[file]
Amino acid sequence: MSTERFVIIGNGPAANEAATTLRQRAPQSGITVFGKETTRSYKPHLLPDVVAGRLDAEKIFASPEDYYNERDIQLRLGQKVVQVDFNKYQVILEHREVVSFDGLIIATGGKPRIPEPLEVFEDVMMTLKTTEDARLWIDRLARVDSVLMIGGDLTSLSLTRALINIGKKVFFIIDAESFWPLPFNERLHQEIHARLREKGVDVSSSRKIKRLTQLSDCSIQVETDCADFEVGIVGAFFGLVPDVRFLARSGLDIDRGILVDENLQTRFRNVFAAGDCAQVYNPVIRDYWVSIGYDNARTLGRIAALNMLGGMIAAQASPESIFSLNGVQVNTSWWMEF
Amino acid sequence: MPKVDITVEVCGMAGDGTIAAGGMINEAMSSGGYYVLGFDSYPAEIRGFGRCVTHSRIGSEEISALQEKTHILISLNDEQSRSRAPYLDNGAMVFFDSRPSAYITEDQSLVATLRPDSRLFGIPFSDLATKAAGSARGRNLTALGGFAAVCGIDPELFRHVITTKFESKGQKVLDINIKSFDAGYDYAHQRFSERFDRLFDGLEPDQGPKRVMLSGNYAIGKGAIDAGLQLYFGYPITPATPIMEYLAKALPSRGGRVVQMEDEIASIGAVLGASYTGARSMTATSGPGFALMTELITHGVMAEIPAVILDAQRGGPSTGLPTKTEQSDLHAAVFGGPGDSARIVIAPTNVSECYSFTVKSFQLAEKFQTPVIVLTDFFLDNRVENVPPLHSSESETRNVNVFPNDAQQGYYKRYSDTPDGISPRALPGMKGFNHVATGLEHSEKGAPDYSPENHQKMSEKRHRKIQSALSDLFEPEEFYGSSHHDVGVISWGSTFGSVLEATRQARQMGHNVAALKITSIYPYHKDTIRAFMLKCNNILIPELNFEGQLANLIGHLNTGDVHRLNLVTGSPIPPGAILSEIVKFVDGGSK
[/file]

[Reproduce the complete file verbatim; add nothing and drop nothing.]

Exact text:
Amino acid sequence: MSTERFVIIGNGPAANEAATTLRQRAPQSGITVFGKETTRSYKPHLLPDVVAGRLDAEKIFASPEDYYNERDIQLRLGQKVVQVDFNKYQVILEHREVVSFDGLIIATGGKPRIPEPLEVFEDVMMTLKTTEDARLWIDRLARVDSVLMIGGDLTSLSLTRALINIGKKVFFIIDAESFWPLPFNERLHQEIHARLREKGVDVSSSRKIKRLTQLSDCSIQVETDCADFEVGIVGAFFGLVPDVRFLARSGLDIDRGILVDENLQTRFRNVFAAGDCAQVYNPVIRDYWVSIGYDNARTLGRIAALNMLGGMIAAQASPESIFSLNGVQVNTSWWMEF
Amino acid sequence: MPKVDITVEVCGMAGDGTIAAGGMINEAMSSGGYYVLGFDSYPAEIRGFGRCVTHSRIGSEEISALQEKTHILISLNDEQSRSRAPYLDNGAMVFFDSRPSAYITEDQSLVATLRPDSRLFGIPFSDLATKAAGSARGRNLTALGGFAAVCGIDPELFRHVITTKFESKGQKVLDINIKSFDAGYDYAHQRFSERFDRLFDGLEPDQGPKRVMLSGNYAIGKGAIDAGLQLYFGYPITPATPIMEYLAKALPSRGGRVVQMEDEIASIGAVLGASYTGARSMTATSGPGFALMTELITHGVMAEIPAVILDAQRGGPSTGLPTKTEQSDLHAAVFGGPGDSARIVIAPTNVSECYSFTVKSFQLAEKFQTPVIVLTDFFLDNRVENVPPLHSSESETRNVNVFPNDAQQGYYKRYSDTPDGISPRALPGMKGFNHVATGLEHSEKGAPDYSPENHQKMSEKRHRKIQSALSDLFEPEEFYGSSHHDVGVISWGSTFGSVLEATRQARQMGHNVAALKITSIYPYHKDTIRAFMLKCNNILIPELNFEGQLANLIGHLNTGDVHRLNLVTGSPIPPGAILSEIVKFVDGGSK